TIFTON - Roaming the Blue Ridge Parkway in bits and pieces instead of all 469 miles at once strikes me as a comfortable vacation goal.
In Virginia that can include a stretch involving the Roanoke Valley and a lively downtown.
In Roanoke they like to call themselves Virginia's Blue Ridge for several reasons:
30 miles of mountain and parkway in their metro area
Blue Ridge Parkway mileposts 106 at Route 460 and Milepost 136 at Route 221 are both on and off locations.
Pretty drives from Roanoke all around to access hiking trails and easy ambling walks through hardwood forests, and just as easy to return downtown for dining choices.
Metro! was my first Roanoke downtown dining experience and I'd return for pumpkin soup with curry again. Salmon and small bites desserts too.
Young chef here named Andrew Schlosser; he likes diners peering into his open kitchen. See the ‘frig is OK with him.
He also likes the notion he's created in Roanoke of presenting a mini New York City, cooking as if in Little Italy or Chinatown, a Jewish bakery and Thai vegetable market.
The mood at Metro! matches Roanoke's downtown: conversational, open spaces, easy visiting. Music too.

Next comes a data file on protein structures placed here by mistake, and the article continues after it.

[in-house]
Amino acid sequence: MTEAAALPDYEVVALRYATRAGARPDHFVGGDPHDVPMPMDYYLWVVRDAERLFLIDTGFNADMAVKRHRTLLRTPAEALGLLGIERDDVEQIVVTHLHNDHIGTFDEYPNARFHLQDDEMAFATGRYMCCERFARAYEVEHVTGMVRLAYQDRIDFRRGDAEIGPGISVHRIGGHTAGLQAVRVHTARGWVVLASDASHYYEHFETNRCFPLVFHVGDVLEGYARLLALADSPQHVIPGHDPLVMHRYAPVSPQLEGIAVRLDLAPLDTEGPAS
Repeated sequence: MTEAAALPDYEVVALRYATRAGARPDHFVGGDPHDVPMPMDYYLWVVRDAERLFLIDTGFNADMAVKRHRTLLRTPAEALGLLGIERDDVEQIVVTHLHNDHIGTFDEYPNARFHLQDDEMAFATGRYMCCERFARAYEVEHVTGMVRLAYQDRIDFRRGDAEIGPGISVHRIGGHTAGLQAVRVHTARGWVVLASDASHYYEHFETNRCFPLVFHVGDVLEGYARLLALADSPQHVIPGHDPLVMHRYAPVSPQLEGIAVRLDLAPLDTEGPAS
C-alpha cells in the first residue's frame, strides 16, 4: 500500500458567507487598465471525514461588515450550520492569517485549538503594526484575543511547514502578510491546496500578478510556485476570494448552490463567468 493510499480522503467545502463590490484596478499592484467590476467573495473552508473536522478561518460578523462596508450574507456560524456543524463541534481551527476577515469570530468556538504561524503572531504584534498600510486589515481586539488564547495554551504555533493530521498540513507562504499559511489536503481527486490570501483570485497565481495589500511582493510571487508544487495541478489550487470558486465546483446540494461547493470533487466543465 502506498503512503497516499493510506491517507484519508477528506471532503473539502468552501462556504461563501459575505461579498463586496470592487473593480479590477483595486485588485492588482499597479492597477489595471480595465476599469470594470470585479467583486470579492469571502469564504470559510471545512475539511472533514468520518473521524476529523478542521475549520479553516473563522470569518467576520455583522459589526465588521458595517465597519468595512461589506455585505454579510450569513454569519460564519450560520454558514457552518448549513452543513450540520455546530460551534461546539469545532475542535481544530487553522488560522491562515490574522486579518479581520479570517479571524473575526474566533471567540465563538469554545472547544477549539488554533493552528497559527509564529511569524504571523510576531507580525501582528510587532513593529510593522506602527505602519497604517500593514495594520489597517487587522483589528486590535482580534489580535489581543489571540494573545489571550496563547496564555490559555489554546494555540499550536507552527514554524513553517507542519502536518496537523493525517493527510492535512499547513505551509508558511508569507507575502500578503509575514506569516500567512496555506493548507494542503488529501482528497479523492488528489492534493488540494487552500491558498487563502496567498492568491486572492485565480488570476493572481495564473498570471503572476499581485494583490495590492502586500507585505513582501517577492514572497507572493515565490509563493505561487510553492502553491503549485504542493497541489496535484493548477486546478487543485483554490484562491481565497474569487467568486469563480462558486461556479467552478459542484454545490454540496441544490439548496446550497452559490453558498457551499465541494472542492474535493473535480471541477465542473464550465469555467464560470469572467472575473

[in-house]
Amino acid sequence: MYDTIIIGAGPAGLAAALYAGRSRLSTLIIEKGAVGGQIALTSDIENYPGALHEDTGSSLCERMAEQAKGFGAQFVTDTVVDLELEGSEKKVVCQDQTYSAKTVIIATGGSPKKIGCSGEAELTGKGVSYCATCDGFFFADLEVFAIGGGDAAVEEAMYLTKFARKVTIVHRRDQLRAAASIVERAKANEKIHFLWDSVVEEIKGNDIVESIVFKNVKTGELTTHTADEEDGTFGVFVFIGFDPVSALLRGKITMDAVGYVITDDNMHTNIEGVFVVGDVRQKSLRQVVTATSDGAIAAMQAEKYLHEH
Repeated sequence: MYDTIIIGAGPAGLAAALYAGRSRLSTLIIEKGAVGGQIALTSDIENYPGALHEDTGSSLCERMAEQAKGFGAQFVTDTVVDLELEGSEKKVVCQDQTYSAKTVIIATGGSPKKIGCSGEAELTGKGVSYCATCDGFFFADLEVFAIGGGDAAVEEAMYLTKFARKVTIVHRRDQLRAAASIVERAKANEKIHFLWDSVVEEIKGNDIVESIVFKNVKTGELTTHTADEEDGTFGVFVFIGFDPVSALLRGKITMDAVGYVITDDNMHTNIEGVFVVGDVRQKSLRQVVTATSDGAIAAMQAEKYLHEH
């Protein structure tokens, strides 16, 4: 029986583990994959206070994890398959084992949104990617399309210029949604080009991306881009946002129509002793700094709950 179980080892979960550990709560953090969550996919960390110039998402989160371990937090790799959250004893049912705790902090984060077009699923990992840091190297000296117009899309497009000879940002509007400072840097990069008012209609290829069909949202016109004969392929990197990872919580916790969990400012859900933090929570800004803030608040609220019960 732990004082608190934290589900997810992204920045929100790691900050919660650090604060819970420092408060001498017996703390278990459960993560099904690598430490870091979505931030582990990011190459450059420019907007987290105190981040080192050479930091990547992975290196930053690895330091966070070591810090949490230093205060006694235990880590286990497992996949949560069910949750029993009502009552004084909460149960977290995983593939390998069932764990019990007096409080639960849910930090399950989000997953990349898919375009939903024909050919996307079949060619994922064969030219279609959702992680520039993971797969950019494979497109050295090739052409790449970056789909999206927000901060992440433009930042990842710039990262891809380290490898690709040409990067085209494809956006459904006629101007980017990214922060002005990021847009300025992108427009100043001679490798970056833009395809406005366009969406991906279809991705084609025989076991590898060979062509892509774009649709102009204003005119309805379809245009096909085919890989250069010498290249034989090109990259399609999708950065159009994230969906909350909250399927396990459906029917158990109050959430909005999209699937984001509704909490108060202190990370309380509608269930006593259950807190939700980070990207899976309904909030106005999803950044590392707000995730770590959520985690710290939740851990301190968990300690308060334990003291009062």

Chef calls his culinary style Modern American with no rules, just many ways to present culture.
One day in this stretch of Virginia's Blue Ridge I had lunch on a houseboat, touring Smith Mountain Lake which is nestled in a valley of the Blue Ridge Mountains.
Possible to rent a houseboat for overnight, or many nights. Houseboats are built by a family for family travelers at Parrot Cove.
Keycraft Cruiser is the name the Oliver family has given their specially designed boats for more than 20 years and David Oliver says, "Practically anyone can handle one.
"Our cruisers are made to do just that," Oliver says, "cruise and not race."
I didn't take the wheel my afternoon on this 20,000-acre man-made lake but believe it might be so. The boats are beautifully finished, comfortable and spacious inside and out with decks and porches.
Sturdy it seemed too, kind of like the family Volvo in safety, security and looking just fine.
Smith Mountain Lake has 500 miles of shoreline so many options for houseboat docking, rental cabins and formal lodging.
On land, closer again to downtown I pretended I had moved in during half-a-day in a little urban village a few blocks from Roanoke's city center. It's called Grandin; the shopkeepers live there and their kids walk home or to the shop after school.
Just a few blocks. Too Many Books is the name of the bookstore, as if such a thing could ever be true.
A little place with many shelves and proprietor Linda Steadman fielding special requests and orders as well as pointing people to rare book treasures and new editions.
Wish she'd move to my town with her full and overflowing shelves.
Grandin Village residents take their fresh food seriously and I made the aisles of the Roanoke Natural Foods Co-op part of my sightseeing.
Word is this is Virginia's largest cooperatively owned natural foods grocery.
Food's lovely and so are co-op habits; you get poker chips here for using reusable bags and then you vote with your chips for favorite non-profit charities who receive some of the profits.